Born John Weldon Cale on 5 December 1938, Cale was raised in Tulsa, Oklahoma, and graduated from Tulsa Central High School, in 1956. Enjoying everything from western swing to jazz and R&B as a youngster, he played guitar regularly in his teens and studied the principles of sound engineering while still living at home with his parents.
After graduating from high school, Cale was drafted into military service, studying at the Air Force Institute Of Technology in Champaign, Illinois, but, by the early 60s, he had moved to Los Angeles at the behest of his friend and fellow Tulsa musician Leon Russell, where he found regular work as a studio engineer.
Cale had already been writing songs for some years and, while living in LA, he cut three early 45s for the Liberty label, including ‘Outside Lookin’ In’ and the original version of ‘After Midnight’. Though they initially did little to enhance Cale’s embryonic solo career, they did bring him a spot at LA’s famous Whisky A Go Go. During this run of shows, the Whisky’s co-owner, Elmer Valentine (who also recruited The Doors as a regular support act during 1966), reputedly suggested Cale change his name to JJ Cale to avoid confusion with John Cale from The Velvet Underground.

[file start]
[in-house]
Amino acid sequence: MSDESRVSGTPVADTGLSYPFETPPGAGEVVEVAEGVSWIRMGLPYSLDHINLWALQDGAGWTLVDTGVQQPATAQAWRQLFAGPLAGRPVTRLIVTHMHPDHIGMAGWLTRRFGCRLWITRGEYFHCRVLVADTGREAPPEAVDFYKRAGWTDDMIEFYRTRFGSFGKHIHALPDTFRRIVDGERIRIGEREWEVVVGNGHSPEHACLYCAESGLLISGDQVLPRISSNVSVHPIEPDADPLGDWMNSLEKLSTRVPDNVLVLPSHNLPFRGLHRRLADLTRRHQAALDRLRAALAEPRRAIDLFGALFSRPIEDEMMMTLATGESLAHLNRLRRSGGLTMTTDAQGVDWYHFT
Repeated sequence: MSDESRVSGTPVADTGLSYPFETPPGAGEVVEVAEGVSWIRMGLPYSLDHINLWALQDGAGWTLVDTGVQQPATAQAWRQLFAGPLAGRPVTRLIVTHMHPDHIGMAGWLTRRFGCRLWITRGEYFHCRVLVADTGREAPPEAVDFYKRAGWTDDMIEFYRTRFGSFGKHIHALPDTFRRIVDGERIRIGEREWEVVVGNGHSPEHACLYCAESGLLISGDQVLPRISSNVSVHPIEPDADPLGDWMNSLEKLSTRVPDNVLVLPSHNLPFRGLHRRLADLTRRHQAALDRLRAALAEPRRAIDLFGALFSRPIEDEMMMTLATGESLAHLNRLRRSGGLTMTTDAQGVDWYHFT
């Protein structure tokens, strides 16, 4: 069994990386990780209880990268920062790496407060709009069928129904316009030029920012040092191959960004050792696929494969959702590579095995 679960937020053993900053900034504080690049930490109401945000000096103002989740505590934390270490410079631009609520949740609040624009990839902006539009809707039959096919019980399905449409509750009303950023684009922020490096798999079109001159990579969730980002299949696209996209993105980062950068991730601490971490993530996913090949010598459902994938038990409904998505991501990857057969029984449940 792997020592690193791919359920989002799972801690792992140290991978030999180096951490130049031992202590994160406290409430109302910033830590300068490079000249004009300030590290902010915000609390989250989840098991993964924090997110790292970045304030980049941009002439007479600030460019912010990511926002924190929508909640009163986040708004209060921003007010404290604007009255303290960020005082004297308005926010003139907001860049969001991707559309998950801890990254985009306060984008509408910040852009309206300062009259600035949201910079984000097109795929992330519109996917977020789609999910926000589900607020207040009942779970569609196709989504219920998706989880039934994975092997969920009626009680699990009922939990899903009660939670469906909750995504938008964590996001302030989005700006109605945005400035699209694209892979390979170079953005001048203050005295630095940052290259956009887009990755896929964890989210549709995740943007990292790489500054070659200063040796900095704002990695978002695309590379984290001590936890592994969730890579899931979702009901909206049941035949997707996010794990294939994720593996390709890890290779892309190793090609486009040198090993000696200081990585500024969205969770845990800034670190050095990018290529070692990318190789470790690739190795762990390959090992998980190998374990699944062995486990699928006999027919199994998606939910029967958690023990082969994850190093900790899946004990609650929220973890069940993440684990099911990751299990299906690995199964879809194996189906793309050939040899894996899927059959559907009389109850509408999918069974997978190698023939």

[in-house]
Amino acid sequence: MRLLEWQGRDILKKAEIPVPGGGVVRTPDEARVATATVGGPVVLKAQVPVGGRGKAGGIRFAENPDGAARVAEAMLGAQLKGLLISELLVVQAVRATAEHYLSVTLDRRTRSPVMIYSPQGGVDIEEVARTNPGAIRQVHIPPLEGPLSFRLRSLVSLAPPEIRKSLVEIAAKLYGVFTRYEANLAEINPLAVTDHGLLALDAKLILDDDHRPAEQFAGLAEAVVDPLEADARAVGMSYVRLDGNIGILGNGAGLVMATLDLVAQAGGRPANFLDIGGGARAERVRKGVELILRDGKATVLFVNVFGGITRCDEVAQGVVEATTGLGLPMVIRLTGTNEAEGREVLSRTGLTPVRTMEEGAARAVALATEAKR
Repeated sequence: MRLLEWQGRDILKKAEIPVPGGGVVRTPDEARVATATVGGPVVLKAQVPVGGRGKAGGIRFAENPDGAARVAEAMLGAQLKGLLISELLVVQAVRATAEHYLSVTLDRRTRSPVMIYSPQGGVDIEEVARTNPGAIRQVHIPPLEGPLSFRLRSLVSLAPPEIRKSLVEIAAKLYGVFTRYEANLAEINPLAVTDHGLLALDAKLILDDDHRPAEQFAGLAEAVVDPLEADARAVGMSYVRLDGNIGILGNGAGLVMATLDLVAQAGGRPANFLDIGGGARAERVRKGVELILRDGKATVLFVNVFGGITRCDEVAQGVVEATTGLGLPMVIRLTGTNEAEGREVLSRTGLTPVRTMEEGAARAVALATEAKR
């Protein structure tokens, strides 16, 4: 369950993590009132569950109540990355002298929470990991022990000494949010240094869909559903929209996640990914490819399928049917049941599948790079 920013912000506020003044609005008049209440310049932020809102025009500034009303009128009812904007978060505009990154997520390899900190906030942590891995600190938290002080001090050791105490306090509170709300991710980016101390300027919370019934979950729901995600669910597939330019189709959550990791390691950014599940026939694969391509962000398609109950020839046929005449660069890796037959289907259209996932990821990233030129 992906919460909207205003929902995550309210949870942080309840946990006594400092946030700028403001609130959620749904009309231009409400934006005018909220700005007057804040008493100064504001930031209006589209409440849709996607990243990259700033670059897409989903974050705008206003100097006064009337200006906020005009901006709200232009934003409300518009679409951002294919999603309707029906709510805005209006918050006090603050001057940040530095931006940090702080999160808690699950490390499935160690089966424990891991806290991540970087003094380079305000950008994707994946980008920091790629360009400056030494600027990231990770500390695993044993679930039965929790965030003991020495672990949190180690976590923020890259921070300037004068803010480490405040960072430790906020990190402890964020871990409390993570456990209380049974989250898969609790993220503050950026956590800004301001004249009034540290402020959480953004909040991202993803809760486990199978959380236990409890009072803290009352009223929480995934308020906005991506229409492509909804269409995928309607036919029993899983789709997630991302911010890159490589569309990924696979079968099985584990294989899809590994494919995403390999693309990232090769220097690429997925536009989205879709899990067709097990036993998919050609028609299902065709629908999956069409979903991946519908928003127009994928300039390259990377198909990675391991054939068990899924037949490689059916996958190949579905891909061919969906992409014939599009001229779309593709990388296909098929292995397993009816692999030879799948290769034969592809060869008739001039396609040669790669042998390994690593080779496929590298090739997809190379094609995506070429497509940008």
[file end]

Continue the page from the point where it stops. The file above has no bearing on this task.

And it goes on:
For his next shot at stardom, Cale joined an LA-based outfit called The Leathercoated Minds, who recorded the (now highly collectable) 1967 LP, A Trip Down Sunset Strip, featuring covers of psych-pop classics such as The Byrds’ ‘Eight Miles High’ and The Yardbirds’ ‘Over Under Sideways Down’. However, it again failed commercially and Cale accordingly returned to Tulsa. Spending the next few years languishing in obscurity, Cale was unaware that Eric Clapton had been introduced to his music (through husband-and-wife team Delaney & Bonnie) until he heard the version of ‘After Midnight’ that Clapton recorded for his critically hailed self-titled solo LP in 1970.